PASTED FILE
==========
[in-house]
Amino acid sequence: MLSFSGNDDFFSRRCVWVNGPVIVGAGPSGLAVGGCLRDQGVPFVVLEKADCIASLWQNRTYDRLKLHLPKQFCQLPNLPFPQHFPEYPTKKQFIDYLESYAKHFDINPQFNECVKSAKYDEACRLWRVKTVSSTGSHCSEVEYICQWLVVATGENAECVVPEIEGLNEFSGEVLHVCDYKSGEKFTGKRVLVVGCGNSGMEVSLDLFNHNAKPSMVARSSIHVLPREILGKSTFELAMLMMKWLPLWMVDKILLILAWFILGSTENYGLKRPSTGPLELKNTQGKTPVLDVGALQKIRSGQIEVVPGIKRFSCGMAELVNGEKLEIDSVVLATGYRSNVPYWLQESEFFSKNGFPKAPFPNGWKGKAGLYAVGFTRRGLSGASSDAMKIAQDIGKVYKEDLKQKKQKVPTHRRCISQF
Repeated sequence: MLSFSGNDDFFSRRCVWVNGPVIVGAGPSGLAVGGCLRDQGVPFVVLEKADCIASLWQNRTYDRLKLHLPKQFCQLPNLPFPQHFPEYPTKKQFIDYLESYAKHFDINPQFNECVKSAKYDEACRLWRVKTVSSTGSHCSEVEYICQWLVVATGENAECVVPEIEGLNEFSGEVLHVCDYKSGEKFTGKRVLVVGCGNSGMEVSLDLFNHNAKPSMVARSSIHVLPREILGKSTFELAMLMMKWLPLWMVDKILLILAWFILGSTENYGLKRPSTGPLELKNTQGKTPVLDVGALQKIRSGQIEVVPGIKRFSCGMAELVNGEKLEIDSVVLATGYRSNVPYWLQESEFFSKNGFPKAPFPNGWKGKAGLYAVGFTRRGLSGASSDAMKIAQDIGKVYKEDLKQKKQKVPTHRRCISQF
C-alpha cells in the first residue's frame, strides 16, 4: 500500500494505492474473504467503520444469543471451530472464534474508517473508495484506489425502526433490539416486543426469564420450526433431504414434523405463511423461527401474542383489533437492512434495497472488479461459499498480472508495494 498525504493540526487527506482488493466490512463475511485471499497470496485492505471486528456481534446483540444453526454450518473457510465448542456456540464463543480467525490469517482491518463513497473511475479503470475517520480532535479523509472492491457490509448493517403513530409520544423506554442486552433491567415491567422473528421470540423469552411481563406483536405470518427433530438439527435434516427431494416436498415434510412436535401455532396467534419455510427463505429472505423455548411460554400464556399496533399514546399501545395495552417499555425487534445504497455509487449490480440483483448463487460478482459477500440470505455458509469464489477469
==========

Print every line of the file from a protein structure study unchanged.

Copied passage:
[in-house]
Amino acid sequence: MLSFSGNDDFFSRRCVWVNGPVIVGAGPSGLAVGGCLRDQGVPFVVLEKADCIASLWQNRTYDRLKLHLPKQFCQLPNLPFPQHFPEYPTKKQFIDYLESYAKHFDINPQFNECVKSAKYDEACRLWRVKTVSSTGSHCSEVEYICQWLVVATGENAECVVPEIEGLNEFSGEVLHVCDYKSGEKFTGKRVLVVGCGNSGMEVSLDLFNHNAKPSMVARSSIHVLPREILGKSTFELAMLMMKWLPLWMVDKILLILAWFILGSTENYGLKRPSTGPLELKNTQGKTPVLDVGALQKIRSGQIEVVPGIKRFSCGMAELVNGEKLEIDSVVLATGYRSNVPYWLQESEFFSKNGFPKAPFPNGWKGKAGLYAVGFTRRGLSGASSDAMKIAQDIGKVYKEDLKQKKQKVPTHRRCISQF
Repeated sequence: MLSFSGNDDFFSRRCVWVNGPVIVGAGPSGLAVGGCLRDQGVPFVVLEKADCIASLWQNRTYDRLKLHLPKQFCQLPNLPFPQHFPEYPTKKQFIDYLESYAKHFDINPQFNECVKSAKYDEACRLWRVKTVSSTGSHCSEVEYICQWLVVATGENAECVVPEIEGLNEFSGEVLHVCDYKSGEKFTGKRVLVVGCGNSGMEVSLDLFNHNAKPSMVARSSIHVLPREILGKSTFELAMLMMKWLPLWMVDKILLILAWFILGSTENYGLKRPSTGPLELKNTQGKTPVLDVGALQKIRSGQIEVVPGIKRFSCGMAELVNGEKLEIDSVVLATGYRSNVPYWLQESEFFSKNGFPKAPFPNGWKGKAGLYAVGFTRRGLSGASSDAMKIAQDIGKVYKEDLKQKKQKVPTHRRCISQF
C-alpha cells in the first residue's frame, strides 16, 4: 500500500494505492474473504467503520444469543471451530472464534474508517473508495484506489425502526433490539416486543426469564420450526433431504414434523405463511423461527401474542383489533437492512434495497472488479461459499498480472508495494 498525504493540526487527506482488493466490512463475511485471499497470496485492505471486528456481534446483540444453526454450518473457510465448542456456540464463543480467525490469517482491518463513497473511475479503470475517520480532535479523509472492491457490509448493517403513530409520544423506554442486552433491567415491567422473528421470540423469552411481563406483536405470518427433530438439527435434516427431494416436498415434510412436535401455532396467534419455510427463505429472505423455548411460554400464556399496533399514546399501545395495552417499555425487534445504497455509487449490480440483483448463487460478482459477500440470505455458509469464489477469